Cool Atom Puzzle

Thought this was a pretty stunning puzzle of The Atom


With sections for: composition, atomic model, thermonuclear fusion, periodic table, radioactivity, positron emission tomography, fission of uranium, nuclear reactor, and atomic scientists. 


Wow that’s a lot of information for a Puzzle and one very nicely designed at that. 


Congrats on putting this 1,000 piece beauty together. 


These things make me realize how very much I still have to learn–and in this case, it starts with all these small things. 😉


(Source Photo: Andy Blumenthal)

Thought this was a pretty stunning puzzle of The Atom


With sections for: composition, atomic model, thermonuclear fusion, periodic table, radioactivity, positron emission tomography, fission of uranium, nuclear reactor, and atomic scientists. 


Wow that’s a lot of information for a Puzzle and one very nicely designed at that. 


Congrats on putting this 1,000 piece beauty together. 


These things make me realize how very much I still have to learn–and in this case, it starts with all these small things. 😉


(Source Photo: Andy Blumenthal)

The Pen From A Puddle

Pen
You know how ideas just sort of come to you…



Well, major innovations that have changed the course of history haven’t really happened that way. 



All innovation and development start from somewhere–usually where G-d or someone else has left off–and then we take things a cycle forward. 



In the Wall Street Journal, James Ward describes how the simple yet profound ballpoint pen was invented. 



Not until 1899 was it founded giving everyone the ability to write away with a ball at the point (a ballpoint) that rolls and dispenses the ink with ease. 



The ballpoint pen was invented by Liszlo Biro of Budapest. 



Observing that in printing presses the machine cylinder could only roll ink back and forth, however for everyday writing people needed an all-directional mechanism.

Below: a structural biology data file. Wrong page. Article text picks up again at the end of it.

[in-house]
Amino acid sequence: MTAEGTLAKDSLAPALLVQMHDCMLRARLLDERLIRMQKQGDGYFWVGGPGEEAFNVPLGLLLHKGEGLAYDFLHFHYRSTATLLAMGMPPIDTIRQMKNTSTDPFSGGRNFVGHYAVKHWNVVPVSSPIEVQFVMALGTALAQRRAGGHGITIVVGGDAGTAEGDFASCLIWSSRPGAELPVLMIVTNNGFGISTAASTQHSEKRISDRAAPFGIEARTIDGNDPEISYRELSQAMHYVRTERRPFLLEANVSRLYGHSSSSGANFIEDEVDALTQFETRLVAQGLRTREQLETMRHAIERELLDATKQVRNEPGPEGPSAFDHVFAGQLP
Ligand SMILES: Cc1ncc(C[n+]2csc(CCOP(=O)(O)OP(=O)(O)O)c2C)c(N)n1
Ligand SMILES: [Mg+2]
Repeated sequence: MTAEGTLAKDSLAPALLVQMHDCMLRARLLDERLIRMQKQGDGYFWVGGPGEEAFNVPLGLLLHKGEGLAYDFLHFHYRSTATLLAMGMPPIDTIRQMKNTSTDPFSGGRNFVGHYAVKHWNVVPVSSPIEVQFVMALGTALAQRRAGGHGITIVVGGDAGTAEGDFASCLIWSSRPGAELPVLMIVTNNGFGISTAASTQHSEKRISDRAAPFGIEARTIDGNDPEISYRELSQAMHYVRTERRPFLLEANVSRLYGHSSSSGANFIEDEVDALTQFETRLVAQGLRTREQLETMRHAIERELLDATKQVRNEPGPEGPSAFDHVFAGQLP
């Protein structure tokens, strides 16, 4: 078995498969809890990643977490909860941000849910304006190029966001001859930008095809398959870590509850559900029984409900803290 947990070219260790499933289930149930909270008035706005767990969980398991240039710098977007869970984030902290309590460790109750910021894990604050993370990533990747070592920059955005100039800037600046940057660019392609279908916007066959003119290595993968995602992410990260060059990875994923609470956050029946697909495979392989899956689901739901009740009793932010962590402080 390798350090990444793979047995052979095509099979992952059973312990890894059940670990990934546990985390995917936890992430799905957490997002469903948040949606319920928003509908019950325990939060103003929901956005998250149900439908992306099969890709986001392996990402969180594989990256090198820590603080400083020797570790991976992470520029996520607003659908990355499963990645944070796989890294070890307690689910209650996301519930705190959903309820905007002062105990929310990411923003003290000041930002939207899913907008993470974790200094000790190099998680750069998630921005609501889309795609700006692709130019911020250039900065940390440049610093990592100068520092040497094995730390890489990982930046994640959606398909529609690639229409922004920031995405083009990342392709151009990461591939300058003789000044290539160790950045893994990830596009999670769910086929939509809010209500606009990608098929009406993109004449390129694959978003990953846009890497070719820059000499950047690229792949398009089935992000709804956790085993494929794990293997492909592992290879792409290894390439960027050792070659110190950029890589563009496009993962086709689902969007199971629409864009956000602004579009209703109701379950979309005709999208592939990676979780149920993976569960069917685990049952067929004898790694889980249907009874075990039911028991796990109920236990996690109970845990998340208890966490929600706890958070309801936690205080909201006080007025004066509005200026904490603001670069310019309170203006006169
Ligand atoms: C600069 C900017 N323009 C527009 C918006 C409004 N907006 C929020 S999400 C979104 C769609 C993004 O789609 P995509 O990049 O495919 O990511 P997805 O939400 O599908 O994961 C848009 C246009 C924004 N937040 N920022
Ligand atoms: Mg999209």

So what happens…



Sitting at a cafe and thinking, he sees children playing with marbles.



And one child’s marble rolls through a puddle of water. 



The marble leaves “a line of water in its wake.”



Boom…the idea for the ballpoint bearing comes in being with “minute grooves” in the pen head to draw the ink to the tip and unto the paper. 



With further experimentation, the famous Bic (Cristal) pen named after Frenchman, Marcel Bich, was born in 1959.  It has a “hexagonal body (inspired by the shape of aa traditional wooden pencil) and instantly recognizable lid”–since it’s launch, more than 100 billion of these pens have been manufactured and sold!



By the way, remember the hilarious commercial for the Bic Banana Ink Crayon Pens (watch here to laugh a little).



So in both instances of the invention of the pen, the developers found other things in their environment from which they learned and then they applied it to something new (in one instance the child with the marble and water, and in the other the shape of the good ‘ol pencil). 



Lesson learned here: 



Watch, learn, experiment, learn, apply — change the world! 😉



(Source Photo: here with attribution to photosteve101)

There You Are

Head
So my niece forwarded this over, and I thought it was really worth sharing…



It’s about how our lives are really a bunch of building blocks, and each thing we do contributes to the next step.



So we have to be careful all along the way to do the right thing–so we can achieve the results we want and can be proud of.



It goes like this:



“Watch you thoughts; they become words.



Watch you words; they become actions.



Watch you actions; they become habits.